So, yesterday I was talking to my cousin, an 18-year-old black woman, who announced that she was officially dropping out of college.
“It’s just not for me,” she declared.
As an older family member, with a college degree, who still struggles to find steady work, I looked at her sideways and tried my best to explain to her that today’s economic world and job market is no place for a high school graduate. Heck, even college graduates are having a hard time finding employment! My pleas fell on deaf ears. By the end of the conversation, she still maintained that she would just have to find another path to success.
Recent information released by CNN.com on employment prospects for non-degree holding individuals seeking work may change her mind– and anyone else’s who is trying to be gainfully employed.
According to the data collected since the 2008 Great Recession, a great share of the new jobs created have gone to Bachelor’s Degree holders:
“Of the 11.6 million jobs created after the Great Recession, 8.4 million went to those with at least a bachelor’s degree, according to a new report from the Center on Education and the Workforce at Georgetown University. Another 3 million went to those with associate’s degrees or some college.”
That means that a mere 80,000 of those recently created jobs were landed by those who only graduated high school. Those are pretty depressing numbers, especially considering the fact that up until the 1980s, 70 percent of the workforce was comprised of high school graduates. Those numbers are now closer to 30-40 percent, a sharp decrease.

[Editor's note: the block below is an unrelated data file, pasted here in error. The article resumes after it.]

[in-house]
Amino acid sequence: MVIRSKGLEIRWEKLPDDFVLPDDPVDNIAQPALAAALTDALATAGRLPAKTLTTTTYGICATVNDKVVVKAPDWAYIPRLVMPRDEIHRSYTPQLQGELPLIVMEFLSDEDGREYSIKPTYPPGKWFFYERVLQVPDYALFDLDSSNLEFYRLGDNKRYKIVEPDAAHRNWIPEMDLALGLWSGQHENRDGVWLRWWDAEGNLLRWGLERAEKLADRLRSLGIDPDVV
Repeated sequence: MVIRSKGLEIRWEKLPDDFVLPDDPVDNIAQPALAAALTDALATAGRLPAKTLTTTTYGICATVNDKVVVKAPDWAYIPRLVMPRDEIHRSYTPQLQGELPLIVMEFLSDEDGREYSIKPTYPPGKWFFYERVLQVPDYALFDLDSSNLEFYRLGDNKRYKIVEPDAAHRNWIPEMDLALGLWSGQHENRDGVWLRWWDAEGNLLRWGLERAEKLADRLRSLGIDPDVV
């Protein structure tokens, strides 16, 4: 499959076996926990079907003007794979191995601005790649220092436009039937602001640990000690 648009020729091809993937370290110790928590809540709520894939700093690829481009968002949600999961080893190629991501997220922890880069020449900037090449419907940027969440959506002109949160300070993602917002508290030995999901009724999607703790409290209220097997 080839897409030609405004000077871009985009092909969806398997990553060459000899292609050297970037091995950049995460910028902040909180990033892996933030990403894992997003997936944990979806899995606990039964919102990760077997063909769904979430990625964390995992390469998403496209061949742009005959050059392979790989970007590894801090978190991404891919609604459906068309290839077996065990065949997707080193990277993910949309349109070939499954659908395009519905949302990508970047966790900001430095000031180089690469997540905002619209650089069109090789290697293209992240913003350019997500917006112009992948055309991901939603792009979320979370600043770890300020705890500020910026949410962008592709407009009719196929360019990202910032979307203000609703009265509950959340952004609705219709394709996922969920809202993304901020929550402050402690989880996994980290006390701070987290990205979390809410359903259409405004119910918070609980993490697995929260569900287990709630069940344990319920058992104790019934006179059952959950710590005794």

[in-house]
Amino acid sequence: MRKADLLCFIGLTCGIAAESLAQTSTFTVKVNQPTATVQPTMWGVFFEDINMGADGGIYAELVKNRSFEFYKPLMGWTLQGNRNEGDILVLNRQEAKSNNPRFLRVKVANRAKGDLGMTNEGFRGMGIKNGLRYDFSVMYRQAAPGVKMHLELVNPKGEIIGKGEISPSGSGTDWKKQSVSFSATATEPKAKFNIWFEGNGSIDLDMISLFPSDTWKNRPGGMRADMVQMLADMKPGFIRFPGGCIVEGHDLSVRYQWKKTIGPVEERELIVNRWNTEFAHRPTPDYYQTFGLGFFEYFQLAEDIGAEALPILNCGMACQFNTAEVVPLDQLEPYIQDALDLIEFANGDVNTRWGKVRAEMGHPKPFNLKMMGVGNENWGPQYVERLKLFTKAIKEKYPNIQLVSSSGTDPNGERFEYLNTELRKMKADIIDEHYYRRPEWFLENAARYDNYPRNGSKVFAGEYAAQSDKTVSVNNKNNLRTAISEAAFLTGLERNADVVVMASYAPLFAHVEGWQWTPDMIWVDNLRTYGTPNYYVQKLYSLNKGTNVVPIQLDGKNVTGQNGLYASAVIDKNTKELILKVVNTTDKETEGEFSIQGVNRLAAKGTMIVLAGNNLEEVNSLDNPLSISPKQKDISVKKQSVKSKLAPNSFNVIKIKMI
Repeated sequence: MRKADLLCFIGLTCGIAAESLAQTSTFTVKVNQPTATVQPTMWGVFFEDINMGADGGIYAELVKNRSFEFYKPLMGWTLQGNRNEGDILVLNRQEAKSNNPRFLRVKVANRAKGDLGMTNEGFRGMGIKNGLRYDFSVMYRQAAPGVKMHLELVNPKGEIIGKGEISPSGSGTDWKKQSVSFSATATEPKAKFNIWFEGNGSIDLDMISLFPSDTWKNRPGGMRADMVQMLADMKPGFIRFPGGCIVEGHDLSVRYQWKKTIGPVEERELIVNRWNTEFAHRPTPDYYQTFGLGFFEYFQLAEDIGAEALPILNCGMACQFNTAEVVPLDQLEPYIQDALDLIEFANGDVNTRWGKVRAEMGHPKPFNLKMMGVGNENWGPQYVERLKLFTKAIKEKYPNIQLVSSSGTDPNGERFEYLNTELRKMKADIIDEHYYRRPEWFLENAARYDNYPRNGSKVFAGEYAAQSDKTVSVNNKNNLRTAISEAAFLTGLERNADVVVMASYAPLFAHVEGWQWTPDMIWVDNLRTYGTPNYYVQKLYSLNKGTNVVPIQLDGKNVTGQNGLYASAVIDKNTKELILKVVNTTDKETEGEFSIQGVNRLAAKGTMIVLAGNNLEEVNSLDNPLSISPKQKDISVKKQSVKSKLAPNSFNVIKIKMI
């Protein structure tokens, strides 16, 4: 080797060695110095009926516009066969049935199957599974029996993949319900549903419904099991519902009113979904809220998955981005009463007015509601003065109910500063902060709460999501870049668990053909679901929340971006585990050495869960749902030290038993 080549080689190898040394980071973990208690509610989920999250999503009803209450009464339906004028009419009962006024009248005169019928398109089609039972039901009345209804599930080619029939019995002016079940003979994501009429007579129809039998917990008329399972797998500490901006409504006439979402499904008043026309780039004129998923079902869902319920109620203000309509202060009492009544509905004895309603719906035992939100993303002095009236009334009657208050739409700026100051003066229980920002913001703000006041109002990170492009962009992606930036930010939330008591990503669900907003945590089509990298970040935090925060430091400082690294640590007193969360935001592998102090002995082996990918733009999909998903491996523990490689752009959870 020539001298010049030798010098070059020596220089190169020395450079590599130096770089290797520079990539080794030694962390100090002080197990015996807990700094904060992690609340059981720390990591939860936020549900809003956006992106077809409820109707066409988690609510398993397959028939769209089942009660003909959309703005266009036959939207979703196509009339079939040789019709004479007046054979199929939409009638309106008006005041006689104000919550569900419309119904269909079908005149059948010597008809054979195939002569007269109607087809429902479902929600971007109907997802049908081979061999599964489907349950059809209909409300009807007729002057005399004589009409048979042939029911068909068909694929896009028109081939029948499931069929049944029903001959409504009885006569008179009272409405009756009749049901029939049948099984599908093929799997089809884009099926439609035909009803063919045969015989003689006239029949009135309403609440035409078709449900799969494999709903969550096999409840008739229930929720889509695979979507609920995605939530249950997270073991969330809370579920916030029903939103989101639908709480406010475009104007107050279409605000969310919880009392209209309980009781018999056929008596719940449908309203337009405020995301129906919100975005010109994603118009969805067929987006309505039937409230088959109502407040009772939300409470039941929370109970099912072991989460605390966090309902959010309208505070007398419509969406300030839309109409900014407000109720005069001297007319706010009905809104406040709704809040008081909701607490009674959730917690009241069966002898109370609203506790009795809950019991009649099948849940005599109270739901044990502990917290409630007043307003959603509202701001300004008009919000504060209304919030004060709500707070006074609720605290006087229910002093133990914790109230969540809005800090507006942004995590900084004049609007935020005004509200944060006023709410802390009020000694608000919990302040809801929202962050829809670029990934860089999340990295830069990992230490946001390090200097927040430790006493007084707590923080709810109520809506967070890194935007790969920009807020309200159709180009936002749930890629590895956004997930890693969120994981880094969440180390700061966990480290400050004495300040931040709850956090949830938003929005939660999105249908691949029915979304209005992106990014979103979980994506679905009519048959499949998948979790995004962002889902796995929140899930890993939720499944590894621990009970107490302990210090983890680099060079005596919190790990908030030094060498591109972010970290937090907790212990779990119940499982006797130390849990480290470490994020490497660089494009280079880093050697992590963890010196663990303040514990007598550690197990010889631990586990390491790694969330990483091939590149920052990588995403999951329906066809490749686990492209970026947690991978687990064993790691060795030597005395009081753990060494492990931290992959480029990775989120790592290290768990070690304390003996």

These stats are exacerbated by the job losses during the Great Recession, which had its greatest impacts on non-degree holding workers:
“The Great Recession hit hard those who never went to college, and they have not recovered. Of the 7.2 million jobs lost between December 2007 and January 2010, 5.6 million were for workers with no more than high school diplomas. They’ve only recovered 1% of those losses over the past six years.”
This means that the job prospects for those who have no higher education are pretty poor and there are no signs of that getting better in the years to come. With most manufacturing jobs shipped overseas, blue-collar opportunities are in steady decline and for many of the service jobs which once only required a high school diploma, college degrees have become normal expectations.
In truth, contrary to my cousin’s belief, college is for everybody who cares to be gainfully employed. A degree is no longer just a privilege, it has become a basic prerequisite.